Video courtesy of NYRA
Kentucky Derby winner Orb returned to the racetrack for the first time since his career-defining victory Saturday, jogging a mile under exercise rider Jenn Patterson at Belmont Park in preparation for the Preakness Stakes on May 18.
Hall of Fame trainer Shug McGaughey said Orb will gallop on Thursday morning and probably will breeze on Monday before shipping to Pimlico Race Course on Tuesday.
“The weather was terrible, so instead of galloping, he just jogged,” McGaughey said. “It was a pretty miserable morning when he went out. But Jenn said he was feeling good and moving good. All signs are good.”
ORB AT BELMONT PARK
Photo courtesy of Adam Coglianese/NYRA
Following his first Kentucky Derby win, the outpouring of congratulations and support he has received has overwhelmed McGaughey.
“It’s hugely appreciated. I appreciated the reception we got in Louisville. What’s happened after the Derby is absolutely mind-boggling and very, very flattering for me,” McGaughey said.
“The phone calls, the emails, the newspaper articles have just been absolutely wonderful. Nobody knows how much how I appreciate this reception.”
McGaughey has long been respected as a fantastic horseman who always puts the horse first in every decision when training Thoroughbreds.
“I try to conduct myself in the right way and try to run my stable in the best possible way. I try to surround myself with good people, who played a role in this,” he said. “I think that people have appreciated that. I had no idea that a horse race could bring that out.”
In other Preakness news:
Claiborne Farm’s and Adele Dilschneider’s Departing galloped 1 ½ miles on a fast track early Wednesday at Churchill Downs. Trained by Al Stall Jr., the Illinois Derby winner is scheduled to work Saturday or Sunday depending on weather. Friday’s forecast in Louisville is for scattered thunderstorms with a 50 percent chance of rain and Saturday’s outlook is for a few showers and a 30 percent chance of rain.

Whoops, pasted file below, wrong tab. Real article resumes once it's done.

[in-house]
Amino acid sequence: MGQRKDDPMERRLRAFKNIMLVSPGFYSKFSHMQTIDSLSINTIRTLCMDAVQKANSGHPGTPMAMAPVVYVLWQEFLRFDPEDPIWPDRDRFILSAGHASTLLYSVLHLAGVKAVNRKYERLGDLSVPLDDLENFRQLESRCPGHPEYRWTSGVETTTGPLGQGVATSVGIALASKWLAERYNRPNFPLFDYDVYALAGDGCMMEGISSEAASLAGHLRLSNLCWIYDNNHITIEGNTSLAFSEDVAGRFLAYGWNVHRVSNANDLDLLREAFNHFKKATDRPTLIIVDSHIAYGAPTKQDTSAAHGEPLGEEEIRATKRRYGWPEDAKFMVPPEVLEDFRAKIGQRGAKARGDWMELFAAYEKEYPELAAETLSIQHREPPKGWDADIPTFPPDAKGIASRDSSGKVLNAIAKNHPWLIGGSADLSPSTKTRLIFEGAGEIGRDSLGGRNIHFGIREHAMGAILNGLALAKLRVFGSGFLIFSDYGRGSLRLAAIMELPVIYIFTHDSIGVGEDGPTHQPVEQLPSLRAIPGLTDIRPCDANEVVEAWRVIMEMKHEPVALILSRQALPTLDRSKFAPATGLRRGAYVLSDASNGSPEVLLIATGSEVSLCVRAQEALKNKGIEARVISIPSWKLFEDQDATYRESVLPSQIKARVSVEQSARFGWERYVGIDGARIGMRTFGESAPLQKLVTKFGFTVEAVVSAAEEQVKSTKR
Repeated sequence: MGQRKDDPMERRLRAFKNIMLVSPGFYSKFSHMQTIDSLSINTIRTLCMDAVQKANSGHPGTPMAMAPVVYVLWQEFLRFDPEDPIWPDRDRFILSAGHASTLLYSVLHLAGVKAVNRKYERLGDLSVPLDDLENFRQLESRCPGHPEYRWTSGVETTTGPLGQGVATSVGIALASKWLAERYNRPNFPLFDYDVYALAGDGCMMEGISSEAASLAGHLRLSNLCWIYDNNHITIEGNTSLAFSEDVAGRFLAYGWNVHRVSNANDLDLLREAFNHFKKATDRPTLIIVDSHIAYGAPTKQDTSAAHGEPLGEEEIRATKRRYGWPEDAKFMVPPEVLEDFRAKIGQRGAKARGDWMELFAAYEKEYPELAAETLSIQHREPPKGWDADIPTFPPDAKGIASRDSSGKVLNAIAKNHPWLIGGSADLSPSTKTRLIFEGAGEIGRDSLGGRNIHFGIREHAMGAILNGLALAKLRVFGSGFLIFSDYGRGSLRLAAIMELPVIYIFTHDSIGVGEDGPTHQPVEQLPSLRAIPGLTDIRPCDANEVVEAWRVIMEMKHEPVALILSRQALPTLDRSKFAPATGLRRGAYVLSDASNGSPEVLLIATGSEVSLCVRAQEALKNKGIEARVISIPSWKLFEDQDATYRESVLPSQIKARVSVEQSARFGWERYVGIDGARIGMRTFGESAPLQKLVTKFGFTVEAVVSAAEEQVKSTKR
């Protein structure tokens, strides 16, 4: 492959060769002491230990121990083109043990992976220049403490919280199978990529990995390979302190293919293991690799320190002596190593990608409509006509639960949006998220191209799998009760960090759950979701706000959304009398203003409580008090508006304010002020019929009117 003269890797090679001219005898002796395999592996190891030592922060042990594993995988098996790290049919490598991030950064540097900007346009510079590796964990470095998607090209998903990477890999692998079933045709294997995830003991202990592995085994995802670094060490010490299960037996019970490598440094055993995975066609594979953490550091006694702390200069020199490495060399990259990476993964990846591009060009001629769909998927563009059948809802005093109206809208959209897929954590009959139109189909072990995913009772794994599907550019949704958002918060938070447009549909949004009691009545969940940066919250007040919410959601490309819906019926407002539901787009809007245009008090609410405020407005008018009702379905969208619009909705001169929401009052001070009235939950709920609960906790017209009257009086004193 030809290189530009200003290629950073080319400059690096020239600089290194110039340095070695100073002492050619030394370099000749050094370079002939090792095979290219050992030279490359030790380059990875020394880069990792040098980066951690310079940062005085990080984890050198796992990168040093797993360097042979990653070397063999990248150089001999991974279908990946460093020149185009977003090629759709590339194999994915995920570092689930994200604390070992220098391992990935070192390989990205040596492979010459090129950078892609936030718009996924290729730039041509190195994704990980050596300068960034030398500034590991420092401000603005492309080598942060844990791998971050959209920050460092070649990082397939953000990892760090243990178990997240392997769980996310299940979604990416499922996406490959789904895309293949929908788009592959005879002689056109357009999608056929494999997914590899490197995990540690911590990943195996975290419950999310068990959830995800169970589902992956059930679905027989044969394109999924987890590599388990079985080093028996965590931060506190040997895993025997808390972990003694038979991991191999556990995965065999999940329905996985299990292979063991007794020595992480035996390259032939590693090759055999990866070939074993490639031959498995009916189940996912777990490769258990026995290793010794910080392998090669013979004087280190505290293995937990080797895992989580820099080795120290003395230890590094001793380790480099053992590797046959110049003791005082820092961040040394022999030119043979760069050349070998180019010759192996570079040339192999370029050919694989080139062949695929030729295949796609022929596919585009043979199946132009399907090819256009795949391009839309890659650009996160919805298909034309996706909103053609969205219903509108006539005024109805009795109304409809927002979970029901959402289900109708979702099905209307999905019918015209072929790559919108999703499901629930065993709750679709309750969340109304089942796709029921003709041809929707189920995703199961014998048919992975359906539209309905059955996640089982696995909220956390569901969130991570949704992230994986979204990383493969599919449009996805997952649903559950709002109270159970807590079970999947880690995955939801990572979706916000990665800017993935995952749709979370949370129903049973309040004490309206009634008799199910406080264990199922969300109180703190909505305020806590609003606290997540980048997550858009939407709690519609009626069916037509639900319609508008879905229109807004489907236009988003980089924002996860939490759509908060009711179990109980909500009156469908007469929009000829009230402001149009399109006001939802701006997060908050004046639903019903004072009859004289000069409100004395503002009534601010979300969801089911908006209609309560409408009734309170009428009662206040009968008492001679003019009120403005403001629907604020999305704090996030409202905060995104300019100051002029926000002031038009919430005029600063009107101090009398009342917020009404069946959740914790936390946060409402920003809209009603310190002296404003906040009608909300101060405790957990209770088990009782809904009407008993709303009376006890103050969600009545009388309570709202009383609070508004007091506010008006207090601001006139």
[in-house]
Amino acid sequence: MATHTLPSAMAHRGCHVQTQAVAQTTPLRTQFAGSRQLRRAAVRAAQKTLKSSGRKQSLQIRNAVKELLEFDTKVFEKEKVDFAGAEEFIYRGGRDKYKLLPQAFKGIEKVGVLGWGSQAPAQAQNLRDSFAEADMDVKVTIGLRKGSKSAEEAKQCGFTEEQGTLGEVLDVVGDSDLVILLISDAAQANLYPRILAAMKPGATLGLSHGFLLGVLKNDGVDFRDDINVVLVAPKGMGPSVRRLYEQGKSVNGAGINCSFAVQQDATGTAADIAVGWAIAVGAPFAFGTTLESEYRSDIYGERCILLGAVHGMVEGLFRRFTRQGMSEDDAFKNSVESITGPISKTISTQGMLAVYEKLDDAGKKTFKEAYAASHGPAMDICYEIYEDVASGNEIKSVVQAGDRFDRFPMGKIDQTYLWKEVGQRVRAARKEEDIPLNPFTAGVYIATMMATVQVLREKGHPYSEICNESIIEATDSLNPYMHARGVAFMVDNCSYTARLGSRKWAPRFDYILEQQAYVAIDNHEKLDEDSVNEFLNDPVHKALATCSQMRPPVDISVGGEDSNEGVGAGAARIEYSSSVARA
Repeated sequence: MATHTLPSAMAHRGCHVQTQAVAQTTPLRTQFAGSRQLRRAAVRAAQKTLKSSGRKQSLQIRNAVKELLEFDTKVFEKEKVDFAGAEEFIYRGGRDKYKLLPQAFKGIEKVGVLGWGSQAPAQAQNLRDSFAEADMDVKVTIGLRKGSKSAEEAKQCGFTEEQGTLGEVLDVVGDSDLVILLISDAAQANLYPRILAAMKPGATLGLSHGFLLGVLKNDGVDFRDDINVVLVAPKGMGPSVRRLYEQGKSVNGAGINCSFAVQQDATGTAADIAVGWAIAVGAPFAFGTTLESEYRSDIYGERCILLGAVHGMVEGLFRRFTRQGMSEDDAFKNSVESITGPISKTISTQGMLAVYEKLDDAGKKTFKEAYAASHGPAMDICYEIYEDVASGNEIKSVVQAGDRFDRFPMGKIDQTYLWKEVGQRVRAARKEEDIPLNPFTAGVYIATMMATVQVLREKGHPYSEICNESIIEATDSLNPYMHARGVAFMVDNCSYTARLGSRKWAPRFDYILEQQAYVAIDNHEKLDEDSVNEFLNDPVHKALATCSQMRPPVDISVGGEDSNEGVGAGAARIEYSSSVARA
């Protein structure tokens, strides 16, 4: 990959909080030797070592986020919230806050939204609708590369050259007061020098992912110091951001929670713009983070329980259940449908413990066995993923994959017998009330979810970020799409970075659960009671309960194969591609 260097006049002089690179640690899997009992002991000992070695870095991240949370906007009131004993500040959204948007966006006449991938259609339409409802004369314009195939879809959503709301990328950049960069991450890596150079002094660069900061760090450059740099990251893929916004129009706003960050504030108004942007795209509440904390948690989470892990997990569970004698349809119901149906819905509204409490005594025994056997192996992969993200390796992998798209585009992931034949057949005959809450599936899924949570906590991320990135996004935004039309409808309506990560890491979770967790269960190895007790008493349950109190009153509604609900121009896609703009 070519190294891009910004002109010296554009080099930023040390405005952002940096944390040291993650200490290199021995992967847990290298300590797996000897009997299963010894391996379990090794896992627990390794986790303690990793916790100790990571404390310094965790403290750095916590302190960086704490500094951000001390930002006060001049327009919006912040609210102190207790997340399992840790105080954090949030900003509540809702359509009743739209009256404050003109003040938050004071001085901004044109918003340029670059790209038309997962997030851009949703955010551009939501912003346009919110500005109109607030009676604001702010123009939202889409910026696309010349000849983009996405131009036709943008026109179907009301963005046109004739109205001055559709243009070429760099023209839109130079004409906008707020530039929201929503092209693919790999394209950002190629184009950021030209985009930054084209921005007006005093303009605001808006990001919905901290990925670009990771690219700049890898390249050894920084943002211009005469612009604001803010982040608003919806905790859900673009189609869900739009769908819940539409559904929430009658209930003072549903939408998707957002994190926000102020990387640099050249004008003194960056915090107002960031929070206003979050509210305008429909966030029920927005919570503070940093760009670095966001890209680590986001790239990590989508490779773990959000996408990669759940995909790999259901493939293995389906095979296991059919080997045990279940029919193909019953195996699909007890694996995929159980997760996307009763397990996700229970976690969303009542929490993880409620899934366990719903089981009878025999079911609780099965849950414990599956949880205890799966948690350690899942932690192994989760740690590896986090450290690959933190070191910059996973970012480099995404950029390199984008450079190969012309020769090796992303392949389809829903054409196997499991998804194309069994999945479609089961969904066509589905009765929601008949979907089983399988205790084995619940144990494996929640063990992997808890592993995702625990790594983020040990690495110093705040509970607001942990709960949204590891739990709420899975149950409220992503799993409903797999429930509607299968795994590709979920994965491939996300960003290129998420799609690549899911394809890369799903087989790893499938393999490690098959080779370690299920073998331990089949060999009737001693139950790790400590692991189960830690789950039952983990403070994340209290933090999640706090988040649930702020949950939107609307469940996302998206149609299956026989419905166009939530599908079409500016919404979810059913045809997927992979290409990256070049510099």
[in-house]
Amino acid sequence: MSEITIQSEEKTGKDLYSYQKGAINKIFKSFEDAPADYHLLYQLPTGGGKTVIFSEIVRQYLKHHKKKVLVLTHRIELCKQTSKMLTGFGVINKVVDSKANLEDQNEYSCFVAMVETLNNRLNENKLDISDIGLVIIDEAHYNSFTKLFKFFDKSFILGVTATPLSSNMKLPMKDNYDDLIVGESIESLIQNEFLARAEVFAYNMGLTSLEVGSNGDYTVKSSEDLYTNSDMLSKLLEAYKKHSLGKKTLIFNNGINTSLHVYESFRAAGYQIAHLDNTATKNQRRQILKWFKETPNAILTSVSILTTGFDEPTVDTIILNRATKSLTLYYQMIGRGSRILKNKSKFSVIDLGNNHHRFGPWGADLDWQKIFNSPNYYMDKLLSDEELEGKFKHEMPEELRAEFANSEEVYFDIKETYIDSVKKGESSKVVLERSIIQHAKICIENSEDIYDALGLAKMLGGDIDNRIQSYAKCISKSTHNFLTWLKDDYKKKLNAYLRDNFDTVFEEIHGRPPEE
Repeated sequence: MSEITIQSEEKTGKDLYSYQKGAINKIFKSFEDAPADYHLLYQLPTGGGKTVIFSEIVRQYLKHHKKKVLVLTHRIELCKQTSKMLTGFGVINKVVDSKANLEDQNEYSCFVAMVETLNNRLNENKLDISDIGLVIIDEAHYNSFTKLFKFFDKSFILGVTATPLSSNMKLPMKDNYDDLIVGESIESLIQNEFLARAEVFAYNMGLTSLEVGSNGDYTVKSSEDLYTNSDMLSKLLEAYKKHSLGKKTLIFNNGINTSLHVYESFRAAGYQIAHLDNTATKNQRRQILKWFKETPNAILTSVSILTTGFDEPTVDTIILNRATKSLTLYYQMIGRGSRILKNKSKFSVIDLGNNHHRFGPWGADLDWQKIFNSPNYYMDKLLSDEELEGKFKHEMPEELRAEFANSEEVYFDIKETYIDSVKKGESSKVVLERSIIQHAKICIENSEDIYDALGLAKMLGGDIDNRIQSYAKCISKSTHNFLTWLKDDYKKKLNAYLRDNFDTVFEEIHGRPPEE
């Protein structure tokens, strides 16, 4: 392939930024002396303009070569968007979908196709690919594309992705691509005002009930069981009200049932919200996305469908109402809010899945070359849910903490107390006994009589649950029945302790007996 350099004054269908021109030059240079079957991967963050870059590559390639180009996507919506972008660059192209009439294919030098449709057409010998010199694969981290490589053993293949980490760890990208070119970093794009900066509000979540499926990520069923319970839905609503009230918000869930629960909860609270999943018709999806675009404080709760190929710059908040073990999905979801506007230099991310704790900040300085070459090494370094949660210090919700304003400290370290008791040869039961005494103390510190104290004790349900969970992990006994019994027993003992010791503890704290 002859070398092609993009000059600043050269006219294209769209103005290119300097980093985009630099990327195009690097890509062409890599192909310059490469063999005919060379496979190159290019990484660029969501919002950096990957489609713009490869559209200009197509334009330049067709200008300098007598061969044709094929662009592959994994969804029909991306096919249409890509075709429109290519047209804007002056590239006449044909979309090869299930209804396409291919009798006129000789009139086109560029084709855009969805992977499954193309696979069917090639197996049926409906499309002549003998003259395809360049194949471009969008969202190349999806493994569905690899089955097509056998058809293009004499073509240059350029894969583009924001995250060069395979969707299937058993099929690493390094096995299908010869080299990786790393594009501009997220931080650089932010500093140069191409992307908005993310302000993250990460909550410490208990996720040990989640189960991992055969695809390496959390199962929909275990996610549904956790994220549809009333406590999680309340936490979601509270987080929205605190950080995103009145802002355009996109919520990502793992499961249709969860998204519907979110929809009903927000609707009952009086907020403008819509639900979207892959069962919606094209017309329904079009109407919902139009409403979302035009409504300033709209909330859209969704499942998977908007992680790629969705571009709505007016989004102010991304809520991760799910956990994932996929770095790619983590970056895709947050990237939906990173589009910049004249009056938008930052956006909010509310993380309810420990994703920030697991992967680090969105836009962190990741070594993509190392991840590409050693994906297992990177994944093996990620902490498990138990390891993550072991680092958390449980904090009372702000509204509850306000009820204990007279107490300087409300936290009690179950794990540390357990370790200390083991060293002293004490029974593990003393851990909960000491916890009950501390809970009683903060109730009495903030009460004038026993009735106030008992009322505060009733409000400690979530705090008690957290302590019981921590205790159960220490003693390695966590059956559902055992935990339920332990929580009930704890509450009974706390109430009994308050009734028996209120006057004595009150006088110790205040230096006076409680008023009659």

Itsmyluckyday, who arrived at Monmouth Park from Churchill Downs Wednesday morning, will have a new rider for the Preakness. Hall of Fame jockey John Velazquez will replace Elvis Trujillo aboard the Holy Bull Stakes winner, who finished 15th in the Kentucky Derby.
The son of Lawyer Ron had returned to the racetrack Tuesday morning at Churchill Downs, where he jogged two miles.
Five-time Preakness-winning trainer D. Wayne Lukas has firmed up the jockey assignments for his three Preakness candidates. He reported Wednesday morning that Hall of Fame jockey Mike Smith will replace Jon Court aboard Will Take Charge, while Julien Leparoux will have the mount aboard Titletown Five and Gary Stevens will retain the mount on Oxbow.
Smith, 47, has competed in the Preakness 14 times since 1984. He picked up his lone win on Prairie Bayou in 1993 and has two seconds on his resume: Mine That Bird in 2009 and Bodemeister in 2012.
Leparoux has been blanked with five Preakness mounts, including a 2008 second-place finisher Macho Again.
Stevens has ridden two Preakness winners, Silver Charm (1997) and Point Given (2001), from 16 mounts.
Trainer Doug O’Neill’s Santa Anita Derby winner Goldencents walked the shedrow at his barn at Pimlico for 30 minutes Wednesday morning. He will return to the track at 8:30 Thursday morning for the first time since finishing 17th in the Kentucky Derby. Goldencents shipped from Kentucky Monday and was the first Preakness candidate to arrive at Pimlico.
“He’s great. He’s settled in really well,” said assistant trainer Jack Sisterson. “We’re happy with him.”
Jockey Kevin Krigger, who will be aboard Goldencents when he goes out to jog Thursday, has a mount on Sunday’s program at Pimlico.
GoldMark Farm and Whisper Hill Farm’s fifth-place Kentucky Derby finisher Mylute returned to the track for the first time since the “Run for the Roses” with an easy jog early Wednesday morning at Churchill.
“Everything was fine this morning,” trainer Tom Amoss said. “He will gallop the rest of the week and the partnership will get together Saturday after training and make a decision on the Preakness.”